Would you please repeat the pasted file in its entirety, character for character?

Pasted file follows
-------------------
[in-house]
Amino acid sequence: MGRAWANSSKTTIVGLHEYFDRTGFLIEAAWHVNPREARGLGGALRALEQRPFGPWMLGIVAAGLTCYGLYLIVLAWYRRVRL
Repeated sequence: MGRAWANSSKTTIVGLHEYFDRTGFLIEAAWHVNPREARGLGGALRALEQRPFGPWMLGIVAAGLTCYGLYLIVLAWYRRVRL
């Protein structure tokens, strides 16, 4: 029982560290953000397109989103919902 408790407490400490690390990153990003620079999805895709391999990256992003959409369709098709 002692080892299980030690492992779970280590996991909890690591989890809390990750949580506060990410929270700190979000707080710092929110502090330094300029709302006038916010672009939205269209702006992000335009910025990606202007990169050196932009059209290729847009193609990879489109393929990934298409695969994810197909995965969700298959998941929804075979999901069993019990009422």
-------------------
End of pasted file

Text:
[in-house]
Amino acid sequence: MGRAWANSSKTTIVGLHEYFDRTGFLIEAAWHVNPREARGLGGALRALEQRPFGPWMLGIVAAGLTCYGLYLIVLAWYRRVRL
Repeated sequence: MGRAWANSSKTTIVGLHEYFDRTGFLIEAAWHVNPREARGLGGALRALEQRPFGPWMLGIVAAGLTCYGLYLIVLAWYRRVRL
């Protein structure tokens, strides 16, 4: 029982560290953000397109989103919902 408790407490400490690390990153990003620079999805895709391999990256992003959409369709098709 002692080892299980030690492992779970280590996991909890690591989890809390990750949580506060990410929270700190979000707080710092929110502090330094300029709302006038916010672009939205269209702006992000335009910025990606202007990169050196932009059209290729847009193609990879489109393929990934298409695969994810197909995965969700298959998941929804075979999901069993019990009422």